Learning how to be ready for whatever’s next

Preparing for disaster



The adage “an ounce of prevention is worth a pound of cure” reminds us that we need to be prepared for many eventualities. These days, however, the mathematics of preparedness is more exacting. A seven-to-10-day supply of water — one gallon per person per day — is an essential part of emergency supplies to be included in a survival kit.

Sergeant Raphael Ramos, a member of the National Guard who works out of the Connecticut Street Armory, recently spoke at the Dunkirk Senior Center, packing a lot of information about disaster preparedness into a short time. Disasters are divided into three main categories: natural, manmade and technological.

Natural disasters include blizzards, floods, hurricanes, tornados and earthquakes. Locally, we don’t often consider the possibility of an earthquake. Ramos asked, “How many of you know that there are five fault lines in New York? … So an earthquake is possible.”

Examples of manmade disasters are terrorism, manufacturing/industrial and transportation disasters. An example of a technological disaster is a water system failure.

Being prepared takes four steps: developing an emergency plan, building a kit, being aware, and getting involved.

Ramos pointed out that everyone in the family needs to be aware of the plan. One important part of a plan is a safe meeting place. However, Ramos suggested two safe meeting places — one near the family home, and one at a greater distance away if the situation does not allow staying close to home. He also stressed the need for a communication system for family members both local and out of town.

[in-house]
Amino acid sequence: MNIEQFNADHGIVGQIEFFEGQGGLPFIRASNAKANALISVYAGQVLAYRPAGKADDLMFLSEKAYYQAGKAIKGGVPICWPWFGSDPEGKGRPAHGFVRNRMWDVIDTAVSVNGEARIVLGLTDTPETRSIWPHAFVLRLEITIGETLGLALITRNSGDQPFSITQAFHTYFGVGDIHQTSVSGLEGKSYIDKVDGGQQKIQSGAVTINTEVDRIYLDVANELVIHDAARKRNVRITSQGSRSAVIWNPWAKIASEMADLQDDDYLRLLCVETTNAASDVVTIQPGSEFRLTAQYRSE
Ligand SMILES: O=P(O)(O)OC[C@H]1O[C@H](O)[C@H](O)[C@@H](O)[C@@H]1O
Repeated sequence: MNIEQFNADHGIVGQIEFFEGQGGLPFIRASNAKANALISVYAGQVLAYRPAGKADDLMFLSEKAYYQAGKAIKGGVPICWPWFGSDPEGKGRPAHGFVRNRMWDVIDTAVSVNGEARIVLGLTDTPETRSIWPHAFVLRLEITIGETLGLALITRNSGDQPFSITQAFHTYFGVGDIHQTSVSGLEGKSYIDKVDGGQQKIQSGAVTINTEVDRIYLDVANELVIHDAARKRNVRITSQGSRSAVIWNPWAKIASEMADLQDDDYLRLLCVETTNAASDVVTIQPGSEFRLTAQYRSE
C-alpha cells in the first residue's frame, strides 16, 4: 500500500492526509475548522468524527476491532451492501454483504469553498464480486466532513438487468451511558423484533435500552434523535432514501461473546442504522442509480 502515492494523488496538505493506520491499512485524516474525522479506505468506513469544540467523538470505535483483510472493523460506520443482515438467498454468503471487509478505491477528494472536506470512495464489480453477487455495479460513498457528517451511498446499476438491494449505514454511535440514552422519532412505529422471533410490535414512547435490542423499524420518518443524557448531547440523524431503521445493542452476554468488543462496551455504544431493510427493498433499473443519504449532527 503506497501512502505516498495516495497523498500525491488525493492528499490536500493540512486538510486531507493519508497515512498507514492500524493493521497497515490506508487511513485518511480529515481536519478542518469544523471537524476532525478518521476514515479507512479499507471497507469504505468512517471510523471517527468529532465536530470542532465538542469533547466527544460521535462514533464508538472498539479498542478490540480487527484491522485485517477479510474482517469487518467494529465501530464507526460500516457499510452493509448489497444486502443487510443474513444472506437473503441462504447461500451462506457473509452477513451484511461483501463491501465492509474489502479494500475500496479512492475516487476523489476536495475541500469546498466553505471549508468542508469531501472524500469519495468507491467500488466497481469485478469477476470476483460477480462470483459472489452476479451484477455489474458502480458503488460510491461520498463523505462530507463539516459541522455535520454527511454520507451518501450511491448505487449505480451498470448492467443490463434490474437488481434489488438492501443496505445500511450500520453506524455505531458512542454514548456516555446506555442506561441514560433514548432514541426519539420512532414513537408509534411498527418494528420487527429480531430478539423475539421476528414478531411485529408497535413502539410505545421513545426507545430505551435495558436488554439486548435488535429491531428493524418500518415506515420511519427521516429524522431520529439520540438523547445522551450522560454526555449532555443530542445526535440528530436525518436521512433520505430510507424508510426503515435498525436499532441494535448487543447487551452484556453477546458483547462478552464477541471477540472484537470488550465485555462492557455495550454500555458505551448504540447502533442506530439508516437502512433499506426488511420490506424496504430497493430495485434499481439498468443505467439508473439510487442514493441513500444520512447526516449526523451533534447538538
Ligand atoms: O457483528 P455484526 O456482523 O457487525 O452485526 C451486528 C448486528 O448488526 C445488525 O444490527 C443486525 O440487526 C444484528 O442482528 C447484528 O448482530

Many emergencies involve a loss of utilities, so the emergency kit should allow a family to make it on their own for seven to 10 days. Those attending the presentation received a pamphlet with an emergency supplies checklist. Checklist items included first aid supplies, sustainment (food and water), hygiene supplies and tools. Although basic supplies apply to everyone, the kit has to be specialized to fit the nutritional and/or medical needs of each person as well as the family pet.

In addition to the personal kits, a “Go-To Bag” with a smaller amount of necessary items should be created for each family member. “Involve the kids,” Ramos said. “My young son enjoys thinking about the bag.” Supplies should be checked yearly to make sure items aren’t out of date.

Being aware is necessary both before and after emergencies. People can sign up for nysalert.gov to receive emergency notifications. An awareness of the local area helps people know to whom they can turn for help. In the special instance of terrorism, it is important to be aware if something isn’t right. The website for more information is www.dhses.ny.gov.oct. Tips for describing suspicious behavior and notifying authorities are provided.

Ramos said the first priority is to take care of family. Next, neighbors can help each other. Finally, the larger community can pull together to get through a disaster. One idea is to learn first aid in case hospitals and urgent care facilities are difficult to access.

Further information and training can be found at www.prepare.ny.gov.